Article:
BOSTON – Alex Rodriguez joined Willie Mays in the 660 club. Whether it earns him his $ 6 million bonus remains to be seen.
A-Rod belted a pinch-hit homer off Junichi Tazawa in the eighth inning Friday night, lifting the Yankees to a 3-2 win over the rival Red Sox in the first of three weekend games at Fenway Park.
Rodriguez’s blast – a screaming line drive into the Green Monster seats in left field – was his sixth of the season, tying him with Mays for fourth place on the all-time list with 660.
It was the first pinch-hit home run of A-Rod’s career.
Rodriguez and the Yankees signed a marketing deal back in 2007 when he inked his 10-year, $ 275 million contract that would allow him to earn up to $ 30 million more as he climbed the home run list, giving the Yankees the right to use his name and likeness to market his achievements.
The deal calls for a $ 6 million marketing bonus for tying Mays, Babe Ruth (714), Hank Aaron (755) and Barry Bonds (762), plus another if he passed Bonds as the all-time home run king, bringing the bonus total to $ 30 million.
Of course, that was before A-Rod was a two-time admitted steroid cheat with a 162-game suspension on his résumé.
The Daily News first reported in January that the Yankees would fight A-Rod on the bonuses. On April 10, the News reported that the Yankees would not declare No. 660 as a “milestone,” which in their mind would annul the agreement.
The Yankees view the pact as worthless and invalid, according to sources, thanks to A-Rod’s 2014 suspension for violating the game’s collectively bargained drug policy and for his scorched-earth attack on baseball and the Yankees.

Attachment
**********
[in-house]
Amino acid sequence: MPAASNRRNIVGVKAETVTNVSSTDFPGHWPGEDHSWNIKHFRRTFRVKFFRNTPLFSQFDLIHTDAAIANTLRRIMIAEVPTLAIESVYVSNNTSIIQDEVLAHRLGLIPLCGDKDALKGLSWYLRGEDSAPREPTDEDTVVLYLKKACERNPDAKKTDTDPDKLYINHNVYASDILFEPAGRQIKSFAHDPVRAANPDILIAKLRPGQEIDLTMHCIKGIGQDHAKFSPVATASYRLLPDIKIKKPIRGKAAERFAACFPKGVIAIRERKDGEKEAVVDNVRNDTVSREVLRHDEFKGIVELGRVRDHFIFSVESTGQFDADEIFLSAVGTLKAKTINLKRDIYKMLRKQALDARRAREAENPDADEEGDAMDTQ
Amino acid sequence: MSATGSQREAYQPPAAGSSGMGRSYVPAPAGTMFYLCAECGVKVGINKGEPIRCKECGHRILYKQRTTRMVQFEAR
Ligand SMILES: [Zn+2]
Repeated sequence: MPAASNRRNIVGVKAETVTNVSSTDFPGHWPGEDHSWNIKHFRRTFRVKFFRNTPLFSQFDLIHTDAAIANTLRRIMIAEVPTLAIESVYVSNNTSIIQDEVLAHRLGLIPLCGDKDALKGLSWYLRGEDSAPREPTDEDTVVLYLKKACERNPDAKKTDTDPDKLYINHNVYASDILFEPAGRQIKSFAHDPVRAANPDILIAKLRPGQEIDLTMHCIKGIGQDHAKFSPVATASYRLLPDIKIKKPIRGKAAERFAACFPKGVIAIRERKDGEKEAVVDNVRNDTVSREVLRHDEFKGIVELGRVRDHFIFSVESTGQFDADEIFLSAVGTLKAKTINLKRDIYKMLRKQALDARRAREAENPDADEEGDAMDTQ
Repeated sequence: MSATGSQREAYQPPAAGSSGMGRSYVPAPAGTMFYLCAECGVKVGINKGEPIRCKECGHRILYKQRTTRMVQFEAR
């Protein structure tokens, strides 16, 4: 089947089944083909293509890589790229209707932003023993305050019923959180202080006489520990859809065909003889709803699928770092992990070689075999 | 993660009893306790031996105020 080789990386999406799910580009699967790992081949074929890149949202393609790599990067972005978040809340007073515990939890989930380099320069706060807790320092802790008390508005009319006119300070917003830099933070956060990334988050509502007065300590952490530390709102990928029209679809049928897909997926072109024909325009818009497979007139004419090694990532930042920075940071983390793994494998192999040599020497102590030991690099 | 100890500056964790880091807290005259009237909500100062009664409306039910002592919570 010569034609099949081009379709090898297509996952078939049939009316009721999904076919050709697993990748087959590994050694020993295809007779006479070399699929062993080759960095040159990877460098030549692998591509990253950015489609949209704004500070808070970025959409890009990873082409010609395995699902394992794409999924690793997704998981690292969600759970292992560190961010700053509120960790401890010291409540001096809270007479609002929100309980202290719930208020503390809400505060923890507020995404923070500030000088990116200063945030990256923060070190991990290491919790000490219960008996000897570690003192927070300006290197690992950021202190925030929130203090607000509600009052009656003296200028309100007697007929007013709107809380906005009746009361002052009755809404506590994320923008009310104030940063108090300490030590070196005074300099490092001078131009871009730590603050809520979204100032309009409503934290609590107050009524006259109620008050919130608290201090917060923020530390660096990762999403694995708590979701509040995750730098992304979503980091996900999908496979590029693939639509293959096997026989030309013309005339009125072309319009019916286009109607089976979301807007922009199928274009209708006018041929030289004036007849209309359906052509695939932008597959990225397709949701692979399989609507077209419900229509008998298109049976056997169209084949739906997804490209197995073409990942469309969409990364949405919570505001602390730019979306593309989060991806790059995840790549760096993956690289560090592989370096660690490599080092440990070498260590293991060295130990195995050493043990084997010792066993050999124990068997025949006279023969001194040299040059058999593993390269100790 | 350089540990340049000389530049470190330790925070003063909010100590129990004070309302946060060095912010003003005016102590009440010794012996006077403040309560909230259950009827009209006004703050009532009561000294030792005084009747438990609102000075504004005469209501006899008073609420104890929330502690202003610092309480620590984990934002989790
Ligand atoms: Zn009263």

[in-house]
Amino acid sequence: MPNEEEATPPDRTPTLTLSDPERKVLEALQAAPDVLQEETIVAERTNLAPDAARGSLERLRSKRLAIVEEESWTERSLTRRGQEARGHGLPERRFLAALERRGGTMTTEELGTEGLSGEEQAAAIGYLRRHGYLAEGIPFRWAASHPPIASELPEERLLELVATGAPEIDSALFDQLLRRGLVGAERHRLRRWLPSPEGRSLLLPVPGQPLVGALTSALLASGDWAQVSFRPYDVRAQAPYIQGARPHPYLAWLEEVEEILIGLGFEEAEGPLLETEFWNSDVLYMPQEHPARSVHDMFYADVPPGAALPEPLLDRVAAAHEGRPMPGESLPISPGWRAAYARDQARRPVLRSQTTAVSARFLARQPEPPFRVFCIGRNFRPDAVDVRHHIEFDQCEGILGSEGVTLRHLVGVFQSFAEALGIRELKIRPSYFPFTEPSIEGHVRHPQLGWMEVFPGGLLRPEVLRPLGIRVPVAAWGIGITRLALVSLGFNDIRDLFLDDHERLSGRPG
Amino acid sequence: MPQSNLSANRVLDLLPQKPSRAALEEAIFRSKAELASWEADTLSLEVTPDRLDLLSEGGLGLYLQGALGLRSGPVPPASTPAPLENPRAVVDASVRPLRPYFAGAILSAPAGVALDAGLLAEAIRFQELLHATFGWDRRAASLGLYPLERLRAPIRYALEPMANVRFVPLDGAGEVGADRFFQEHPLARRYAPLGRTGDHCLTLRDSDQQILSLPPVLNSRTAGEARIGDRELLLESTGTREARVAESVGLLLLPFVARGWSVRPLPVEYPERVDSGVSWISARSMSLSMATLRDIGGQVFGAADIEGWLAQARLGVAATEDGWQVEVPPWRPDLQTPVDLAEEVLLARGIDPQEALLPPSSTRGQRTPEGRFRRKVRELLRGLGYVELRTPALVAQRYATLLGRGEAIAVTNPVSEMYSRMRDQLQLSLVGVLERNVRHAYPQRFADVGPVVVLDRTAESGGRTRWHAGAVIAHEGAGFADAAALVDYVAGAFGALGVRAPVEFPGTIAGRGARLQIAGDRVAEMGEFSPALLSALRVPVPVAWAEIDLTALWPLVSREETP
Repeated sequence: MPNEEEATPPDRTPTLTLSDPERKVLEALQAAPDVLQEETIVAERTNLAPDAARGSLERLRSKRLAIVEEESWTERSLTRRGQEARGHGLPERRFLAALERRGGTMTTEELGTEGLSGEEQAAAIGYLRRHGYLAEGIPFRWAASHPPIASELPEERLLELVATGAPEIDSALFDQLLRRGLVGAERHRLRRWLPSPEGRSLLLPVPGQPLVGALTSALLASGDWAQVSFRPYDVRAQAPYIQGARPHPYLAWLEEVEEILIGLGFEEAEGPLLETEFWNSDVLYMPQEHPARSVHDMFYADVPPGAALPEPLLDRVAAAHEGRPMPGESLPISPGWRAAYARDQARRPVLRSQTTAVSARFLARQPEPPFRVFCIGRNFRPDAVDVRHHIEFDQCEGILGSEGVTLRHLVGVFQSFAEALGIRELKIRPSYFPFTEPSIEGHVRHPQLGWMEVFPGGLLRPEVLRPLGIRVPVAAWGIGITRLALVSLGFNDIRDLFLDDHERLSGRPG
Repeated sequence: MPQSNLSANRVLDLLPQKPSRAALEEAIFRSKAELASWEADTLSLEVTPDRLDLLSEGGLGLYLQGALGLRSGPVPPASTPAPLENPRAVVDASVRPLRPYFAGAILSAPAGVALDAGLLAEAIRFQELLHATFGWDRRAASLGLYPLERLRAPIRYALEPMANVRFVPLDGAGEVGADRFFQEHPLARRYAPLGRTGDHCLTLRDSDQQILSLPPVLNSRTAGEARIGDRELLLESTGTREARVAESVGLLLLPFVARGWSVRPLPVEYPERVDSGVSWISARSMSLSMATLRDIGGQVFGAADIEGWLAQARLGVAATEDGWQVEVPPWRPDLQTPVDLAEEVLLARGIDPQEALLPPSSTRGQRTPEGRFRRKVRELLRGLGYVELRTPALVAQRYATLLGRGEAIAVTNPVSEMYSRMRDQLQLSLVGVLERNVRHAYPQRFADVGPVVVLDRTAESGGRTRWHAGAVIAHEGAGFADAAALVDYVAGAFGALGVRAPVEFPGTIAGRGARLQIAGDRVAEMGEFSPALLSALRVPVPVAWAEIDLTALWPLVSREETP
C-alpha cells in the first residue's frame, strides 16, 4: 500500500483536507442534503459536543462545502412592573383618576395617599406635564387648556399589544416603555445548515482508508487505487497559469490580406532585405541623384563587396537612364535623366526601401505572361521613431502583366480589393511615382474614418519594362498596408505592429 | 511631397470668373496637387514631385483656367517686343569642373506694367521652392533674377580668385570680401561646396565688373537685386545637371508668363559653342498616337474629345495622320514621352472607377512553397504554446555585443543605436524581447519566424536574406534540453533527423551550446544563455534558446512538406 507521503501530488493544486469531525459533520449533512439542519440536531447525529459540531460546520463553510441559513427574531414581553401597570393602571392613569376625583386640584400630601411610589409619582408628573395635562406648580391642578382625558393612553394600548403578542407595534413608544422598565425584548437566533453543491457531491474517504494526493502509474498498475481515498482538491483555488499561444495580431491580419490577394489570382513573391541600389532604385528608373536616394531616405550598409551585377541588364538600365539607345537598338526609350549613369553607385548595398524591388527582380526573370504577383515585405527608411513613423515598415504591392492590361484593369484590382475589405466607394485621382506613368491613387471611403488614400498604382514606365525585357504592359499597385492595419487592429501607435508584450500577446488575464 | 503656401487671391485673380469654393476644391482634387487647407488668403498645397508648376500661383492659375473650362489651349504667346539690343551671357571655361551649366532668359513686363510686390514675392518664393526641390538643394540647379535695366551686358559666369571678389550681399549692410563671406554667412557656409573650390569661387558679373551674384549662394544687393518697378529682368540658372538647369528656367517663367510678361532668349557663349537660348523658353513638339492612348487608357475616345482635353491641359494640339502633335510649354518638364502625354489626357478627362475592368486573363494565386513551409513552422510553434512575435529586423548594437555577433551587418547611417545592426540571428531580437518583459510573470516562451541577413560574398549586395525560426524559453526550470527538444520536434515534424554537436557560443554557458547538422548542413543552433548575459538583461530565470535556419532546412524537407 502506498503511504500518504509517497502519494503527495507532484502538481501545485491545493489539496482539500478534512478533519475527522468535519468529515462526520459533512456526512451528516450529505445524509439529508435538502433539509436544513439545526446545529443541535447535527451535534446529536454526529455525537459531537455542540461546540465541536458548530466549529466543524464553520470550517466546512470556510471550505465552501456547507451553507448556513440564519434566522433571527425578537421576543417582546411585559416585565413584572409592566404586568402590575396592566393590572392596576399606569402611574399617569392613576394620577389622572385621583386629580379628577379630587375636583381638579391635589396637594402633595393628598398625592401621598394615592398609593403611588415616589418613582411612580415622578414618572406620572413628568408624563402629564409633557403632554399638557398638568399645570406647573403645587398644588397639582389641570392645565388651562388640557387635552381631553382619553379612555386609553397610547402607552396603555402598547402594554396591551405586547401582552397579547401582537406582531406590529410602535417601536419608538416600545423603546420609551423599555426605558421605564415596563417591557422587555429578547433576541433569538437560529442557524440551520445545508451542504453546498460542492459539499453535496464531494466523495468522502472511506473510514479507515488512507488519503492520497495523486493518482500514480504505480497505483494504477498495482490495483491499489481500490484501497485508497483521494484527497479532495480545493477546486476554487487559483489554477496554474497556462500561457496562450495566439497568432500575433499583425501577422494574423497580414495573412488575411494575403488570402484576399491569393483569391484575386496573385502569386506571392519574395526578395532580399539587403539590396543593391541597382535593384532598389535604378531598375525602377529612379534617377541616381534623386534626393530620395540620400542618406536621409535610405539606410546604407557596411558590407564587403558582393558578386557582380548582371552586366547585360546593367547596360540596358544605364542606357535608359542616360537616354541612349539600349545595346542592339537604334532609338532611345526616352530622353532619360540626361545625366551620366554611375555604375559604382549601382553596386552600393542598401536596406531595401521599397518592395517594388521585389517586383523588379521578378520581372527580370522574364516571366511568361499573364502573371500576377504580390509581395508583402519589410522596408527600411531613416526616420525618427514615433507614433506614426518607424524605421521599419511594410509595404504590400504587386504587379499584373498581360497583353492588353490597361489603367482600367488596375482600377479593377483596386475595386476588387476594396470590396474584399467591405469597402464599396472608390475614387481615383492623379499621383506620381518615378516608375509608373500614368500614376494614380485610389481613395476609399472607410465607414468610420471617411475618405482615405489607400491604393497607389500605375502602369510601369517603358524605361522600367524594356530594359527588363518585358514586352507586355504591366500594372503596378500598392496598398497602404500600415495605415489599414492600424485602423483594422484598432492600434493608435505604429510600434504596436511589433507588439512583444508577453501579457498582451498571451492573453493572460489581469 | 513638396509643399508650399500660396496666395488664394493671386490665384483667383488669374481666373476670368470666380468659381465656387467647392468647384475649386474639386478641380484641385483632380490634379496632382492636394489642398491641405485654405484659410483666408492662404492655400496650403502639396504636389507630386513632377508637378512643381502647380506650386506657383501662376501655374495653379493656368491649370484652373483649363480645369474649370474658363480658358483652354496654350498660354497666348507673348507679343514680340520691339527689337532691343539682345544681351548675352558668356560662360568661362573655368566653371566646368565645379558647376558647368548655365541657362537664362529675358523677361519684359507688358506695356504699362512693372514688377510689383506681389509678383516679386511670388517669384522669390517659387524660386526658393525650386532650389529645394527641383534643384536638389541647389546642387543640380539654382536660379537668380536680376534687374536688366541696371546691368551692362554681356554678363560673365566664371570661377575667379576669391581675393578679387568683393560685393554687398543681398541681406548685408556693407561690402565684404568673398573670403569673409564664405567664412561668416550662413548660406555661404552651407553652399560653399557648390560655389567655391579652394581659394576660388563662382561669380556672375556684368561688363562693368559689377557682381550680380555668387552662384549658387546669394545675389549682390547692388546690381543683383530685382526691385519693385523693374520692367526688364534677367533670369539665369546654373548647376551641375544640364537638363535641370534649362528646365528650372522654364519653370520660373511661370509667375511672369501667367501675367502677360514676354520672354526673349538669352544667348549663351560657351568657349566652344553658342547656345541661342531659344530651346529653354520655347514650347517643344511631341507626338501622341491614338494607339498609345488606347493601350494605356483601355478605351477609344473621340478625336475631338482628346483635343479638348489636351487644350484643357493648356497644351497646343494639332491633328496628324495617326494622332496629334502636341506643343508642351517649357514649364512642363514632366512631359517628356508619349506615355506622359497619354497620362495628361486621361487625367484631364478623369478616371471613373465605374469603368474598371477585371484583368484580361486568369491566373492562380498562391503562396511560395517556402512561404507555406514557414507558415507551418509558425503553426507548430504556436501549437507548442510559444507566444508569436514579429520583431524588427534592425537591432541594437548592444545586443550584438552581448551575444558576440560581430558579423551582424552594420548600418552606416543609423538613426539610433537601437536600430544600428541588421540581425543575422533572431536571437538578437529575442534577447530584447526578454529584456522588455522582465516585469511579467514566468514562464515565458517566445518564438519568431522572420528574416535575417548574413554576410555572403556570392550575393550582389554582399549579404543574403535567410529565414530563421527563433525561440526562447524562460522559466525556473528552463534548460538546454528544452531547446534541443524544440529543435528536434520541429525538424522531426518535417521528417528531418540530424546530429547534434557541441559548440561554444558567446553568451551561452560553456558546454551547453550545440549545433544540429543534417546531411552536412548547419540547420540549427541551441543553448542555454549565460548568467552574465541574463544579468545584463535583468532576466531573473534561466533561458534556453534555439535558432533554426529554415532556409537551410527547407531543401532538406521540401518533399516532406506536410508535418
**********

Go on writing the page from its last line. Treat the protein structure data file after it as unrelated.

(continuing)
If the Yankees decline to pay the bonus, Rodriguez can take the case to an arbitrator. But according to A-Rod, that’s all for another day – and for somebody else to deal with.
“I’ve learned my lesson,” Rodriguez said before the game. “I’m doing things a different way now. I know those things will work themselves out.”
A-Rod has done his best to brush aside any questions about the potential bonus battle. Asked Friday whether he would simply allow his lawyers to handle the situation with the Yankees, Rodriguez grinned.
“I don’t even like that word anymore,” Rodriguez said. “I’m focusing on baseball.”
For the first seven innings, all A-Rod could do was watch, having been left out of the lineup as Joe Girardi started only lefthanders and switch-hitters against Justin Masterson.
But with the game tied at 2 in the eighth inning and Tazawa pitching for Boston, Girardi sent A-Rod to pinch-hit for Garrett Jones, drawing the loudest boos the slugger has heard all season.
A-Rod, who was 3-for-14 with one homer in his career against Tazawa, took three straight balls to start his at-bat. Tazawa tried to pump a 95 mph fastball in for a strike, but Rodriguez had the green light, lining a frozen rope into the Monster seats.
The Fenway scoreboard made no mention of A-Rod tying Mays, though an announcement was made in the press box. Rodriguez’s teammates waited at the top step of the dugout to greet him, congratulating him on his feat – and on breaking the tie – after he rounded the bases.
Rodriguez had been 1-for-12 since hitting No. 659 on Sunday, entering the weekend series hitless in his last 11 at-bats. That was nothing new for A-Rod, who went 28 at-bats between home runs 499 and 500, then waited 46 at-bats after hitting his 599th homer before belting No. 600.
“I wanted to do it Wednesday at home,” Rodriguez said before the game. “It would have been nice to do it at home in front of our home fans. But now I’m on the road and the goal doesn’t change. It’s still to win games and to win series.”
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